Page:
It can be argued that semi-decentralised exchanges such as Bancor and IDEX do not deserve to be labelled as ‘DEXs’, as they are not entirely trustless. While funds are kept in smart contracts, IDEX and Bancor can freeze customers’ funds.
Fully decentralised exchanges (such as EtherDelta and token.store), however, do not have the ability to freeze funds and their smart contracts have never been hacked. Nevertheless, these DEXs still have some vulnerabilities. EtherDelta was subject to a phishing hack, where its website was compromised (funds remained safe in the smart contract, but some users were tricked into inputting their private keys into the hacked website)
The vast majority of decentralised exchanges do not require Know Your Customer (KYC) sign-up or registration: users can trade anonymously by simply attaching their cryptocurrency wallets through browser plug-ins such as MetaMask or importing or creating local wallets. Most centralised exchanges require a relatively lengthy sign-up process, in which they ask for users’ emails and other personal details. This is due to the design of the smart contracts of a significant proportion of DEXs and to an extent the lower regulatory risk DEXs face.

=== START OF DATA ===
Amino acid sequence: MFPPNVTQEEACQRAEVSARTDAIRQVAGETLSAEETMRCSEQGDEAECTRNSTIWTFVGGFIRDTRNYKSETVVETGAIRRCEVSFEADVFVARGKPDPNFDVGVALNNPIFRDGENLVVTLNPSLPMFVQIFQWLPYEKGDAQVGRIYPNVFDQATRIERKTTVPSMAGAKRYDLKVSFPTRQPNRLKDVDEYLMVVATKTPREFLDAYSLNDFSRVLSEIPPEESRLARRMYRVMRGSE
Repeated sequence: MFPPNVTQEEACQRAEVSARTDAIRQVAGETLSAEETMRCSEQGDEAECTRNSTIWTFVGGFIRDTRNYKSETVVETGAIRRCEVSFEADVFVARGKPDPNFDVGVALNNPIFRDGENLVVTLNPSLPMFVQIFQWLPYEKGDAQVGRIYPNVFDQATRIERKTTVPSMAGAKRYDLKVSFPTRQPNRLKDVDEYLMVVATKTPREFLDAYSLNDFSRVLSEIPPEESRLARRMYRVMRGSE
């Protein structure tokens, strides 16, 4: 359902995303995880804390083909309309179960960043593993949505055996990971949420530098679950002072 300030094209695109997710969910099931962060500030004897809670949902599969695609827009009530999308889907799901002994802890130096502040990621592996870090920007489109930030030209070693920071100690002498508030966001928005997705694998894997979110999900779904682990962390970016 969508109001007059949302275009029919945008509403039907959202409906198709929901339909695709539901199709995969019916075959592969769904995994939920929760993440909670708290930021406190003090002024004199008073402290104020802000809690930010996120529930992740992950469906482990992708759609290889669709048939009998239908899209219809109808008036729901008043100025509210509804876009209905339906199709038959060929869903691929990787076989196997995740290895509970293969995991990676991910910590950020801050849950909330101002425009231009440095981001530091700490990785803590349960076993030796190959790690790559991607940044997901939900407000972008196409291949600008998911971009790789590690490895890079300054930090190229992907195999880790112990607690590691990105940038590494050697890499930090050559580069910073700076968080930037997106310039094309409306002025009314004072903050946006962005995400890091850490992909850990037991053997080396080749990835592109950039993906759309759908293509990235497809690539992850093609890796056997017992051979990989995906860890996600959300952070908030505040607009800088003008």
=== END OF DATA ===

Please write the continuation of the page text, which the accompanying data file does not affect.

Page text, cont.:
The regulatory status of decentralised exchanges is still largely uncertain. However, users can be certain that certain DEXs will not be shut down, as the smart contracts of some DEXs cannot be taken offline. While founders of DEXs may be pressured into taking down websites, anyone can create a new website, which interacts with an existing smart contract (this applies to the fully decentralised category of DEXs — DEXs whose smart contracts cannot be fundamentally changed or paused). An example of a website not affiliated to the owners of a DEX interacting with a DEX’s smart contract is ForkDelta.